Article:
5 Questions to Ask Yourself Before Choosing a Sales Management Training Program
The early stages of planning a sales management training program are the moments where you make choices that determine the success or failure of the initiative.
For many, the problem is these early considerations seem endless. Evaluating each one is a process that could go on forever. Knowing which considerations matter, and which ones don’t, can help you avoid getting bogged down in details that can push out the start date.
Here, we offer a short list of the five key things to ask yourself before choosing a sales management training program.
1. Is the Sales Management Training Content Adaptable?
There are many programs out there where the training focus might sound good in theory, but do they truly address the real challenges your sales managers are facing? Too often sales management training content is so rigidly structured that it only addresses generic sales management concepts without getting to the core of your team’s real-world needs.
Adaptable content and heavy customization make training useful and keep participants engaged. A heavily customized program ensures your management team knows their time is being spent wisely because the concepts and skills taught directly address their needs.
Adaptability also means having the option for flexible instruction. Selecting a sales management training program that offers a variety of delivery modalities makes the training process more efficient and better aligns content delivery to the concept being learned. Some concepts, especially those that involve role play, are suited for an in-person setting. Others can be communicated on a screen.
2. Does the Sales Training Technology Support Learning?
Is the sales management training supported by useful technology? If the training platform is cumbersome, subject to frequent session timeouts, or utilizes a complicated interface, then your sales managers aren’t likely to embrace it. Choosing technology that makes the content easy to access is key to removing distractions to learning.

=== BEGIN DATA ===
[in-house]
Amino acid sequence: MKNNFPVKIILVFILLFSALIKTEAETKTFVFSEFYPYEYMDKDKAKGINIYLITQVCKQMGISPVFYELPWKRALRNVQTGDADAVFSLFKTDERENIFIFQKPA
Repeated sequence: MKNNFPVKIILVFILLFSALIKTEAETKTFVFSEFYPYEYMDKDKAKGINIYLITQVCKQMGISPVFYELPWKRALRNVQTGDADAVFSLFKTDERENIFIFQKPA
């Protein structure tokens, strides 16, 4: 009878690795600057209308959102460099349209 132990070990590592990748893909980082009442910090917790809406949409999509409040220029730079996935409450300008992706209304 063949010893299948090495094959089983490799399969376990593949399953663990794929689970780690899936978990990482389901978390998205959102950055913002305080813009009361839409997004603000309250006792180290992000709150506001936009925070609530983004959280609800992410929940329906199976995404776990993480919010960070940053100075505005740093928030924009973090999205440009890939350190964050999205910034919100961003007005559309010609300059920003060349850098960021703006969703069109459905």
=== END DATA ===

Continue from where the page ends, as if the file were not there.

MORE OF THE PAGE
Making this work means using technology that offers an active learning experience that delivers learning content in a variety of formats. This variation makes the concepts stick. The formal name for this approach is dual coding. The idea is simple: it’s easier to recall information when we have engaged with it in different ways. Examples include video content, question, and response material, small group work, and mobile-optimized sustainment exercises.
Technology is also critical for making short formats work. Your sales managers need to be able to quickly get in and out of a training module because they will be balancing learning with other responsibilities. If the technology doesn’t allow this kind of quick learning, then your managers will see the program as more of a hurdle than a boost.
3. Do the Skills Translate to the Work?
Will the sales management training drive desired changes? Even if the learning experience was engaging, and the instructors were effective, did the program deliver results? You need solutions that offer clear measurement, so you know you’re getting the results you need.
Effective sales management training needs to include routines for measuring effectiveness over the short-term and long-term, and these measurements need to be easy to interpret. The key is to find a training solution that has a built-in measurement component so that the new skills remain a focus long after training is complete.
A measurement component is also important for helping learners understand the intent of the training. If your managers understand how progress will be measured, they will have a clear sense of the ultimate goal.
4. What is the Science Behind the Training Approach?
Is the content and instructional method backed by science? If you’re going to make a financial investment in training, then you need to know that it stands up to scrutiny. Look for evidence in research and data that validates the material.
Is the research from a reputable source? Is it based on a statistically significant sample size? Is it recent?
Answers to questions like this show how effective the training will be. The strongest training will have research to back up the concepts taught and the instructional design. This is also an opportunity for you to review the social science and psychological research to make an informed determination of the solution’s value.
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5. Is There a Sustainment Plan?
Is the training an event-based approach to change or is it a “journey-based” approach? A journey-based approach is often more effective because it follows your sales managers through their careers.
Look for programs that include a long-term sustainment plan consisting of different modules your management team can access as they grow their skill set. For example, at one point in their development, they may need to improve their coaching skills. At another point, they might need to develop stronger team management skills.
Sustainment is not just a skill development practice; it is also a retention plan. Your managers are more likely to stay with your organization when they feel that you’re investing in them for the long term.
Helping your sales managers get better means getting started. Too often an endless list of considerations prevents this. Focus on these five questions to find a sales management training program that works for your team.
To learn more about how Richardson makes sure our sales management training programs check these boxes and more click here to contact us today.
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